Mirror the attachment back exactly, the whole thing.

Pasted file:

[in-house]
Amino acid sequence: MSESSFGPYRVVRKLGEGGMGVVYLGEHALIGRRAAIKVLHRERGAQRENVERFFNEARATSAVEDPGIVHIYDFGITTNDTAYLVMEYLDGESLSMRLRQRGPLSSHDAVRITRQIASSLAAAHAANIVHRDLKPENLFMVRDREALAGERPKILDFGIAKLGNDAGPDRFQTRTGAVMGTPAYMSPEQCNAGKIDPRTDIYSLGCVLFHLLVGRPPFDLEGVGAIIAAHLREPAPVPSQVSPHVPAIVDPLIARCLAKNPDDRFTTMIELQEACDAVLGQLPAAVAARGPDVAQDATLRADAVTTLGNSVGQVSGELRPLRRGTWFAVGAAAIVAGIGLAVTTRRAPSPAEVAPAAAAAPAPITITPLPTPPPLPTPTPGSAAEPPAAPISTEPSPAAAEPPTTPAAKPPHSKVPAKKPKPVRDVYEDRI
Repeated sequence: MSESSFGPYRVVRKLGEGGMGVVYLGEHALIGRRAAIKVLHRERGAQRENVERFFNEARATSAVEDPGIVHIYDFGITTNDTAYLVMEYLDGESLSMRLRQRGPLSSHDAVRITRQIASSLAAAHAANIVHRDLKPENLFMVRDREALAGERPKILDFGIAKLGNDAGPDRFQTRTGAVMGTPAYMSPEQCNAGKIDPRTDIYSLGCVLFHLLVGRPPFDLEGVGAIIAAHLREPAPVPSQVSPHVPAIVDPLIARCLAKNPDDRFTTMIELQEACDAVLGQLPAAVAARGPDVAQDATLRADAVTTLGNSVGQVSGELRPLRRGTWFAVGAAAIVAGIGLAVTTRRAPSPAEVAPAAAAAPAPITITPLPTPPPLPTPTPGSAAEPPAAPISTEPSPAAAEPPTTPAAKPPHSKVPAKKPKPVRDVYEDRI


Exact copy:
[in-house]
Amino acid sequence: MSESSFGPYRVVRKLGEGGMGVVYLGEHALIGRRAAIKVLHRERGAQRENVERFFNEARATSAVEDPGIVHIYDFGITTNDTAYLVMEYLDGESLSMRLRQRGPLSSHDAVRITRQIASSLAAAHAANIVHRDLKPENLFMVRDREALAGERPKILDFGIAKLGNDAGPDRFQTRTGAVMGTPAYMSPEQCNAGKIDPRTDIYSLGCVLFHLLVGRPPFDLEGVGAIIAAHLREPAPVPSQVSPHVPAIVDPLIARCLAKNPDDRFTTMIELQEACDAVLGQLPAAVAARGPDVAQDATLRADAVTTLGNSVGQVSGELRPLRRGTWFAVGAAAIVAGIGLAVTTRRAPSPAEVAPAAAAAPAPITITPLPTPPPLPTPTPGSAAEPPAAPISTEPSPAAAEPPTTPAAKPPHSKVPAKKPKPVRDVYEDRI
Repeated sequence: MSESSFGPYRVVRKLGEGGMGVVYLGEHALIGRRAAIKVLHRERGAQRENVERFFNEARATSAVEDPGIVHIYDFGITTNDTAYLVMEYLDGESLSMRLRQRGPLSSHDAVRITRQIASSLAAAHAANIVHRDLKPENLFMVRDREALAGERPKILDFGIAKLGNDAGPDRFQTRTGAVMGTPAYMSPEQCNAGKIDPRTDIYSLGCVLFHLLVGRPPFDLEGVGAIIAAHLREPAPVPSQVSPHVPAIVDPLIARCLAKNPDDRFTTMIELQEACDAVLGQLPAAVAARGPDVAQDATLRADAVTTLGNSVGQVSGELRPLRRGTWFAVGAAAIVAGIGLAVTTRRAPSPAEVAPAAAAAPAPITITPLPTPPPLPTPTPGSAAEPPAAPISTEPSPAAAEPPTTPAAKPPHSKVPAKKPKPVRDVYEDRI